Guest post from Julie Bindeman

Surviving Infertility as a Couple

We all know how the script goes: boy meets girl, they fall in love, get married, have children, and they live happily ever after. What happens when your life doesn’t match the above script? For many couples, infertility becomes a completely unexpected deviation from what seems like a normal and typical journey.  Rarely is infertility predictable prior to marriage (known structural anomalies being the exception). Often, infertility strikes in the beginning of a marriage, during the childbearing years, and creates stress as well as the first major hardship for many couples.


Fertility difficulties impact 1 in 7 couples in the United States. 40% of infertility issues tend to be female factor, 40% tend to be male factor, 10% are combined, and 10% is unexplained…what does this all mean? It is equally likely that the issue with fertility comes from either partner. Typically, people assume that if there are fertility challenges, then it is automatically the woman’s “fault.” Regardless of who is having difficulty, women often carry the emotional burden of an infertility diagnosis as our culture teaches men to be strong rather than share their emotions.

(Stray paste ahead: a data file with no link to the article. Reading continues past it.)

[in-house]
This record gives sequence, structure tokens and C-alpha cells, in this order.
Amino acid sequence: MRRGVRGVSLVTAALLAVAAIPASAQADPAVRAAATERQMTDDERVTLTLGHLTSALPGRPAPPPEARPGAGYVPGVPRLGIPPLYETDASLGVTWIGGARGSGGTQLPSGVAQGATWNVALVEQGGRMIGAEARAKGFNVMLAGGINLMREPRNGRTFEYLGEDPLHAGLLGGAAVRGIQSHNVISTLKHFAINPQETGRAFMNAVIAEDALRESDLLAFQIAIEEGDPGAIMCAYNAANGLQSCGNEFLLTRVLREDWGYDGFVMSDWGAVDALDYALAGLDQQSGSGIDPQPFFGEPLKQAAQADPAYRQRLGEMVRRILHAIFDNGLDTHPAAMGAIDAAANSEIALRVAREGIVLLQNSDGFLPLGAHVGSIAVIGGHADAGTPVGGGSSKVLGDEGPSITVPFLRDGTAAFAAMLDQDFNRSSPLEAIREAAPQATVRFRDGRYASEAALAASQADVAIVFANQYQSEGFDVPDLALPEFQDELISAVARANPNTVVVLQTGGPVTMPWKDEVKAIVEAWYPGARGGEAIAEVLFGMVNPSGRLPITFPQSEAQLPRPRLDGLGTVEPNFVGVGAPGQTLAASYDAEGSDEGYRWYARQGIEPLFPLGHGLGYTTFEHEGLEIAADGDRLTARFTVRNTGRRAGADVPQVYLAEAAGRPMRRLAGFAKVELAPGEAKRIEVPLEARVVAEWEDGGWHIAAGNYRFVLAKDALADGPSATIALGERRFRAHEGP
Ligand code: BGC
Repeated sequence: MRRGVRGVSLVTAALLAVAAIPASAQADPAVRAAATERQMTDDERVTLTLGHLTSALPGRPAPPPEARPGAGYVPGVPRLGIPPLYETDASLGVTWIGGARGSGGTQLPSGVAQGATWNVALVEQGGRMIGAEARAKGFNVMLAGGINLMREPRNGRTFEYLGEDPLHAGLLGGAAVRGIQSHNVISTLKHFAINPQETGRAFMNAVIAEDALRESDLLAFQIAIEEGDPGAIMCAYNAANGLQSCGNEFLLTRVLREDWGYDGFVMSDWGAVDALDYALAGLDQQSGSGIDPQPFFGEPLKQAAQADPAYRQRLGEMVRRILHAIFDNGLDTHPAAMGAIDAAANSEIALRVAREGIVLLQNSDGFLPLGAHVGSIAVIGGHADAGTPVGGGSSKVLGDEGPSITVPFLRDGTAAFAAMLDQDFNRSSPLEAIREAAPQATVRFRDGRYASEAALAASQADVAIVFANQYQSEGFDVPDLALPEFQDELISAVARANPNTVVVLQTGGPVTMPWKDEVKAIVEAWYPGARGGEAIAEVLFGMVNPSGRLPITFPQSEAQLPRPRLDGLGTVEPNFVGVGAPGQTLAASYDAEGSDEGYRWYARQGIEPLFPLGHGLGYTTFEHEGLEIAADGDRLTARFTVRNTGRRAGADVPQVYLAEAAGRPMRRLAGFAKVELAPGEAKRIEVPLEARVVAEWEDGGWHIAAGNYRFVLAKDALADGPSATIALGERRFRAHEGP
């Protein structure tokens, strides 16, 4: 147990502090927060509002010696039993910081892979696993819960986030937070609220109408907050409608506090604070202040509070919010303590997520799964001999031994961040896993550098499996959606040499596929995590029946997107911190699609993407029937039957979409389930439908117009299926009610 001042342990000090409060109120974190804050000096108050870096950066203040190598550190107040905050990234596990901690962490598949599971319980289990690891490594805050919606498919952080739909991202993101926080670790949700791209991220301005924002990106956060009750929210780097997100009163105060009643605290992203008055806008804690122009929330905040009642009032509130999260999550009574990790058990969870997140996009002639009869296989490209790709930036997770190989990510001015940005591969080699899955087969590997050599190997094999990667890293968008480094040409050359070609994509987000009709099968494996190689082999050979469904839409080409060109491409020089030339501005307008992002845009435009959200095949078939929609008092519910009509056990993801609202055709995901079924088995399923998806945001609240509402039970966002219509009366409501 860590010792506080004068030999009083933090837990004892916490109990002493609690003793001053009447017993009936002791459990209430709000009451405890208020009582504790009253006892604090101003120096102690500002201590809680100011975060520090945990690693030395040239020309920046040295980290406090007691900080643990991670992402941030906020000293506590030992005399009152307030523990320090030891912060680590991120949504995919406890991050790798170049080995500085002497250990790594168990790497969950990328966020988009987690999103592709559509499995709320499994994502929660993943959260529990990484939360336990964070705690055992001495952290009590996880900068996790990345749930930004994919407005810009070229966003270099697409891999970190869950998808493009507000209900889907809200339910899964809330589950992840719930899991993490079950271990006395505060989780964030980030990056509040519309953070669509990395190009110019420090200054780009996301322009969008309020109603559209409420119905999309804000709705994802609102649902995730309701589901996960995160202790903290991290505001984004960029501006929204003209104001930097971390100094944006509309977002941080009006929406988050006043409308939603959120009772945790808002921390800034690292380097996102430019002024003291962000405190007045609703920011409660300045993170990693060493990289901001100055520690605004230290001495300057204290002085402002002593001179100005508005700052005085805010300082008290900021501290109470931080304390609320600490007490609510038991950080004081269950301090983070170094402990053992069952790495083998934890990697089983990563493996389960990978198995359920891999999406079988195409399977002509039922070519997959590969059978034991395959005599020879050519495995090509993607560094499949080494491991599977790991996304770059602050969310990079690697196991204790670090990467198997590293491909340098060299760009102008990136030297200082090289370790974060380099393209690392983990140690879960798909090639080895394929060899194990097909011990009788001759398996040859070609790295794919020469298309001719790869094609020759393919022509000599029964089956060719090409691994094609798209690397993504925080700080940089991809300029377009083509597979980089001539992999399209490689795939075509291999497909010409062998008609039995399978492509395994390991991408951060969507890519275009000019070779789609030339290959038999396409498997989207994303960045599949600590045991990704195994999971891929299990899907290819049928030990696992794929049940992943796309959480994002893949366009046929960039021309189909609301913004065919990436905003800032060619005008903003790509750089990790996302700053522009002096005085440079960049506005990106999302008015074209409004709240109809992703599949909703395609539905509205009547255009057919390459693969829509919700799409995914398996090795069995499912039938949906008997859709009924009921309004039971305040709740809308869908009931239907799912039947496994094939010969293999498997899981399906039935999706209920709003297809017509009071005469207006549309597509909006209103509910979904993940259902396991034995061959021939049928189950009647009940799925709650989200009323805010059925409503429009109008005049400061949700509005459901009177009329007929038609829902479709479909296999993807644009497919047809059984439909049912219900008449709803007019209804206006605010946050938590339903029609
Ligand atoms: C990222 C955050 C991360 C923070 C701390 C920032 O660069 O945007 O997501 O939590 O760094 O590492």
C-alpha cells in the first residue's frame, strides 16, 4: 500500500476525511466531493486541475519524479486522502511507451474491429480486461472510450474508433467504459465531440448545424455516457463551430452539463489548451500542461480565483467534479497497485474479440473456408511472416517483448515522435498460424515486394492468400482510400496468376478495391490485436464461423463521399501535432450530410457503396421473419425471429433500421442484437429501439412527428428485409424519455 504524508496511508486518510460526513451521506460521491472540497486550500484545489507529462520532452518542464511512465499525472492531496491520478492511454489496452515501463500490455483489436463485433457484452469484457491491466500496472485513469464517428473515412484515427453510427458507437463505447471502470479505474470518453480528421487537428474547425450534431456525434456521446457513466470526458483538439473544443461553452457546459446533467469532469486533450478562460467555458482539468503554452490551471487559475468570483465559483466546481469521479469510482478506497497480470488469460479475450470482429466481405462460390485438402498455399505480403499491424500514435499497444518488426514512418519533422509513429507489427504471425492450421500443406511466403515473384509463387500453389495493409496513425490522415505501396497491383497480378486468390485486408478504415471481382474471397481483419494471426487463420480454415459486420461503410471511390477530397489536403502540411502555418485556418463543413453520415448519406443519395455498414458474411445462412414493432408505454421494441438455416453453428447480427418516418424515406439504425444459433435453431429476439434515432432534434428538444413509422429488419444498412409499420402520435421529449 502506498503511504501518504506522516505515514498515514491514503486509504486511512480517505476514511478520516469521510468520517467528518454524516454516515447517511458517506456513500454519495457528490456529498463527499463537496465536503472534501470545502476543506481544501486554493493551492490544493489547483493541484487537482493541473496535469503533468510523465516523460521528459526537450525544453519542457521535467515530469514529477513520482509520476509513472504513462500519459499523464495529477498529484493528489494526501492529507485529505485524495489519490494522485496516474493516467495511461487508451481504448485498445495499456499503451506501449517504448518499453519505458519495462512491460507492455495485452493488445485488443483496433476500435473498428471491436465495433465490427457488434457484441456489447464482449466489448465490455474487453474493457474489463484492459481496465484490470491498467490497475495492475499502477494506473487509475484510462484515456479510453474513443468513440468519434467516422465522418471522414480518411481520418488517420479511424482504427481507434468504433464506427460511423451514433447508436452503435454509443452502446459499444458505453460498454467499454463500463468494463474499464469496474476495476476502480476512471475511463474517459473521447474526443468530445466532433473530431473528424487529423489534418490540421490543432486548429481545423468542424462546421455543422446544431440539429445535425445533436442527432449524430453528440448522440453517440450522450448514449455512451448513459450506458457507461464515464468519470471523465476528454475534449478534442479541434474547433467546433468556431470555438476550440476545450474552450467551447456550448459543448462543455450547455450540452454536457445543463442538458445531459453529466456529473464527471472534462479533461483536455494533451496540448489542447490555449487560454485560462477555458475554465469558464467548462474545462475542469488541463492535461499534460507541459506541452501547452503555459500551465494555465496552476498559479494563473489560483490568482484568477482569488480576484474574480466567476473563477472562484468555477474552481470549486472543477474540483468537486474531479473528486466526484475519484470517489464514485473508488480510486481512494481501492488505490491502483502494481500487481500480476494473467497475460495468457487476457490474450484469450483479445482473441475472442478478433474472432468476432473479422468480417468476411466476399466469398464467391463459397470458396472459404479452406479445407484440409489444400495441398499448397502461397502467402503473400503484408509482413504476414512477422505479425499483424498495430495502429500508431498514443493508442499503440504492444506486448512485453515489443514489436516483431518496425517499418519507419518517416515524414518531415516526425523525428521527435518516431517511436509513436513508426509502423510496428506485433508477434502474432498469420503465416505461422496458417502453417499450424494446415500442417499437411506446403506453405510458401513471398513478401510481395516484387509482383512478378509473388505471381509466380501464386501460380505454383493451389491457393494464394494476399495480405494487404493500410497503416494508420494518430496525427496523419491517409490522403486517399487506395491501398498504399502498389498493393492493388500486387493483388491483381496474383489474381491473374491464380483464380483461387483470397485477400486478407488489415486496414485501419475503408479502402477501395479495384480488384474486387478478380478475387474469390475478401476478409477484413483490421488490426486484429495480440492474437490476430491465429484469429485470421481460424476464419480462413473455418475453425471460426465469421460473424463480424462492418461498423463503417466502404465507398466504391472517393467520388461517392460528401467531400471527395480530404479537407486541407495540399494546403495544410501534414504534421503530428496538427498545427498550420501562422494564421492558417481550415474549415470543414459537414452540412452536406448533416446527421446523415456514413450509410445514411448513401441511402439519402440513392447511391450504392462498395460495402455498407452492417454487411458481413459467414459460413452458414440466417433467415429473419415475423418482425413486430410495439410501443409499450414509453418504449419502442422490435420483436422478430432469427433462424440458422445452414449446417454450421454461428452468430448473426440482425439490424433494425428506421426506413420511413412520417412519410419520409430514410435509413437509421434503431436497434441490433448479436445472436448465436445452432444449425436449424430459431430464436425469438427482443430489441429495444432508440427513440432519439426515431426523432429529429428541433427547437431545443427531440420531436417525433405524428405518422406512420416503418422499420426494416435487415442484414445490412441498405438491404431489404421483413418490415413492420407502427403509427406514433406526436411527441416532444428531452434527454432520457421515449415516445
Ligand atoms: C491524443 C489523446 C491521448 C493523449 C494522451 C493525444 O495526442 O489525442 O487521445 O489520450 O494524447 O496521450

What is a couple to do? 

  1. Know that this is real. And you are both entitled to have feelings about it. 

  2. Share these feelings with one another as communication is key. 

  3. Decide about what boundaries are important to set with family and friends.  

  4. Figure out who support people might be for each of you and then enlist their support. 

  5. Continue to practice self-care in the form of pampering, exercise or other stress-reducing activities. 

  6. Do things as a couple like travel (especially to places where children aren’t likely to be). 

  7. Make sure to laugh and have some fun, despite having your life being ruled by an ovulation cycle. 

  8. Reach out for professional help or a support group with the disconnect starts to feel too hard to bridge.


  • Keep lines of communication open

  • Know that each member of a couple handles stress differently

  • Make sure that “baby making” is not the only activity you can do together or talk about

  • Seek out support from family, friends, groups, or professionals

Julie Bindeman, Psy-D is the Co-Director and Co-Founder of Integrative Therapy of Greater Washington, a practice in Rockville, Maryland. Dr. Bindeman's area of specialization is Reproductive Health including infertility, pregnancy loss, post-partum concerns, and birth trauma.


Find me on the map

Office Hours



9:00 am-8:00 pm


9:00 am-8:00 pm


9:00 am-8:00 pm


9:00 am-8:00 pm


9:00 am-7:00 pm


10:00 am-6:00 pm


10:00 AM-8:00 PM